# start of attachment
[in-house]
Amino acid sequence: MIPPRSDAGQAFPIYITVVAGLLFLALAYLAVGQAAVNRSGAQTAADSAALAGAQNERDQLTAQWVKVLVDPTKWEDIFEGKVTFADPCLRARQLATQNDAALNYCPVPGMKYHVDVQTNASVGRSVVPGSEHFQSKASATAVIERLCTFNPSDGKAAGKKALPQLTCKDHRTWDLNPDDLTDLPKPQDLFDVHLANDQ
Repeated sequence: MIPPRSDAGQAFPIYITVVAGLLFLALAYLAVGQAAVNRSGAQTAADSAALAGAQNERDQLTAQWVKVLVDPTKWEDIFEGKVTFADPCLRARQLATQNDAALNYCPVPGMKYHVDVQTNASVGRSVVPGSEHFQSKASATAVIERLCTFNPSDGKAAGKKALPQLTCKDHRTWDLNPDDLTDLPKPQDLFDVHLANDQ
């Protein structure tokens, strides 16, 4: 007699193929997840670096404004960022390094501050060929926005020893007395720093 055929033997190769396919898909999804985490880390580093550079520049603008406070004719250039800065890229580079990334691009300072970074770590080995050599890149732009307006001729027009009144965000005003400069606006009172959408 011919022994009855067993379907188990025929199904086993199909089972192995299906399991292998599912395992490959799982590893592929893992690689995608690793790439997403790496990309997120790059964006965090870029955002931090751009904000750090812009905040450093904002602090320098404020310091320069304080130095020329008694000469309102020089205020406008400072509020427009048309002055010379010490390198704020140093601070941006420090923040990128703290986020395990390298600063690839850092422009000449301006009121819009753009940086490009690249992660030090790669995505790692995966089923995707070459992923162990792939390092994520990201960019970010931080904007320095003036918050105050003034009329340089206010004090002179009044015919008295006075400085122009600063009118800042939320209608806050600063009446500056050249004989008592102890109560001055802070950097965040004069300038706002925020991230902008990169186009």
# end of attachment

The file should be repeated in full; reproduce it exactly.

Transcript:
[in-house]
Amino acid sequence: MIPPRSDAGQAFPIYITVVAGLLFLALAYLAVGQAAVNRSGAQTAADSAALAGAQNERDQLTAQWVKVLVDPTKWEDIFEGKVTFADPCLRARQLATQNDAALNYCPVPGMKYHVDVQTNASVGRSVVPGSEHFQSKASATAVIERLCTFNPSDGKAAGKKALPQLTCKDHRTWDLNPDDLTDLPKPQDLFDVHLANDQ
Repeated sequence: MIPPRSDAGQAFPIYITVVAGLLFLALAYLAVGQAAVNRSGAQTAADSAALAGAQNERDQLTAQWVKVLVDPTKWEDIFEGKVTFADPCLRARQLATQNDAALNYCPVPGMKYHVDVQTNASVGRSVVPGSEHFQSKASATAVIERLCTFNPSDGKAAGKKALPQLTCKDHRTWDLNPDDLTDLPKPQDLFDVHLANDQ
């Protein structure tokens, strides 16, 4: 007699193929997840670096404004960022390094501050060929926005020893007395720093 055929033997190769396919898909999804985490880390580093550079520049603008406070004719250039800065890229580079990334691009300072970074770590080995050599890149732009307006001729027009009144965000005003400069606006009172959408 011919022994009855067993379907188990025929199904086993199909089972192995299906399991292998599912395992490959799982590893592929893992690689995608690793790439997403790496990309997120790059964006965090870029955002931090751009904000750090812009905040450093904002602090320098404020310091320069304080130095020329008694000469309102020089205020406008400072509020427009048309002055010379010490390198704020140093601070941006420090923040990128703290986020395990390298600063690839850092422009000449301006009121819009753009940086490009690249992660030090790669995505790692995966089923995707070459992923162990792939390092994520990201960019970010931080904007320095003036918050105050003034009329340089206010004090002179009044015919008295006075400085122009600063009118800042939320209608806050600063009446500056050249004989008592102890109560001055802070950097965040004069300038706002925020991230902008990169186009």